Minnesota Attorney General Keith Ellison will release opening arguments in the state’s lawsuit against Juul Labs on Tuesday, the first of thousands of cases against the e-cigarette maker to go to trial.
Minnesota is seeking more than $100 million in damages, Ellison said, accusing Francisco-based Juul of illegally targeting youth to get a new generation addicted to nicotine.
Juul is facing thousands of lawsuits across the country, but mostly settled in 39 lawsuits with the rest of the states and territories. Not so Minnesota, which in 1998 reached a historic $7.1 billion settlement with the tobacco industry. The current case includes Big Tobacco Altria, a former minority shareholder in Juul.
Altria completed its divestment this month and said it lost $12.8 billion. But he didn’t give up: Just days later, Altria announced a $2.75 billion investment in Juul rival NJOY.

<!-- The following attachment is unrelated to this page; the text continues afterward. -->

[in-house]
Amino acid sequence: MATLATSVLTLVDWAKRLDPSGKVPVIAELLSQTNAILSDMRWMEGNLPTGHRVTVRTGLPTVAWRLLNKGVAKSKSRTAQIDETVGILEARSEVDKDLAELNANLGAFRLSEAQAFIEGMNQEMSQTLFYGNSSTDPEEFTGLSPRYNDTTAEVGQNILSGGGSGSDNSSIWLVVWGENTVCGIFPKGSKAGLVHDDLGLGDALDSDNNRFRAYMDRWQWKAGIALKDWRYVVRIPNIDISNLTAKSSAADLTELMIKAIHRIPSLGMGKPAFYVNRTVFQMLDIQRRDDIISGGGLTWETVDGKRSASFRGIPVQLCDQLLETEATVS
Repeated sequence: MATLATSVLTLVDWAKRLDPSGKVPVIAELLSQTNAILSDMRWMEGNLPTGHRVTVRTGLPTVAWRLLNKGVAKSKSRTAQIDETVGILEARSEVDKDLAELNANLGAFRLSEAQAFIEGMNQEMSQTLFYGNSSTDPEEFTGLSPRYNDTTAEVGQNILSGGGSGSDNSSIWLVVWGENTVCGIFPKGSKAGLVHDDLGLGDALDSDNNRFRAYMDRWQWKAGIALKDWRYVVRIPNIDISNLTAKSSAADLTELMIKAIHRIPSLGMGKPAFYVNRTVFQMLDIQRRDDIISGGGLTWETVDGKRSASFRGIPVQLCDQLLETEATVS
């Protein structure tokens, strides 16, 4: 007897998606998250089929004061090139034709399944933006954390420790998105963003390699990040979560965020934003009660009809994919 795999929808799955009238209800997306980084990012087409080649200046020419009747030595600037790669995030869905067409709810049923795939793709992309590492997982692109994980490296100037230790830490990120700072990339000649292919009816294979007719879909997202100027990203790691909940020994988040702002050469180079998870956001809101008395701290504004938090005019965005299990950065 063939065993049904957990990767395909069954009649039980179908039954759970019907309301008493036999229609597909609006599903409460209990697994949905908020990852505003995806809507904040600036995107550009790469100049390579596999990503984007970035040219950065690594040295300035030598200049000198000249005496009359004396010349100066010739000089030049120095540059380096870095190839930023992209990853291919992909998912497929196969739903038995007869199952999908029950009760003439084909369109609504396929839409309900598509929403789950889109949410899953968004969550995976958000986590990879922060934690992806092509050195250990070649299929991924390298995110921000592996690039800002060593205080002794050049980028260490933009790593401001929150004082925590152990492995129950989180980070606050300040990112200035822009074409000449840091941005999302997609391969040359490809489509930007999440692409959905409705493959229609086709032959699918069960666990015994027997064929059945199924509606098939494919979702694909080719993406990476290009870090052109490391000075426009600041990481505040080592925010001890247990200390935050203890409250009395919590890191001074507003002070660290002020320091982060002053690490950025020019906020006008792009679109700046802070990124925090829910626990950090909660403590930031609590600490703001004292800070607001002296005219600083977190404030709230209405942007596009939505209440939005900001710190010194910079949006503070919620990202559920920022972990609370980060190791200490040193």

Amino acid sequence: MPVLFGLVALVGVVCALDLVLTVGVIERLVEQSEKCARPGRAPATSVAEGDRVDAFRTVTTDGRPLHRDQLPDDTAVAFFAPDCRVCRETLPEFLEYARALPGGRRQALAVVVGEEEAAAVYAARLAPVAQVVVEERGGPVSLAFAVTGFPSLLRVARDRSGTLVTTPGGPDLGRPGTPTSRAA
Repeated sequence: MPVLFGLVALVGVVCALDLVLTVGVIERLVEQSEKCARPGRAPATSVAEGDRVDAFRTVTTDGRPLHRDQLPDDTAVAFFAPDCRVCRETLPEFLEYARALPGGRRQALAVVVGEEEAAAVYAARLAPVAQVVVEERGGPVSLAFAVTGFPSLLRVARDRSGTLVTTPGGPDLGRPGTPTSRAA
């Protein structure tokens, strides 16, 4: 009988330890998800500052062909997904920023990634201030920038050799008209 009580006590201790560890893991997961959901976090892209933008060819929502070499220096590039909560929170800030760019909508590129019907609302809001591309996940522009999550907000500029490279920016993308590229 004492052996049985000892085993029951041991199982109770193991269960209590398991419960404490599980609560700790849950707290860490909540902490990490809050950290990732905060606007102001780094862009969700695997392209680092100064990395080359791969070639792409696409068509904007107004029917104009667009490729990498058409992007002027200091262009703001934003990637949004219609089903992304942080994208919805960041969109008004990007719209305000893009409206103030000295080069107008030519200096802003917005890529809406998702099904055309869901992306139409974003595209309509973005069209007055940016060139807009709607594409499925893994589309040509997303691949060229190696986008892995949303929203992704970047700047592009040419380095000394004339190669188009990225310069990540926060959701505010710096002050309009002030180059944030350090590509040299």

“We will show how Juul and Altria have taken and hooked a generation of Minnesota teenagers with their products, at great public expense and great public expense,” Ellison said in a statement. He plans to turn the case over to two solid lawyers after filing opening arguments.
The trial before Hennepin County prosecutor Laurie Miller is expected to last about three weeks. The lawsuit between the state and Minnesota Blue Cross Blue Shield, an association of health insurers, lasted nearly four months until Big Tobacco agreed to a settlement before closing arguments.
Juul is seeking Food and Drug Administration approval to sell its vaping products as an alternative to adult smokers. Lawsuits have been filed against Juul in New York, California, Massachusetts, New Mexico, Alaska, Illinois, West Virginia and the state of Washington.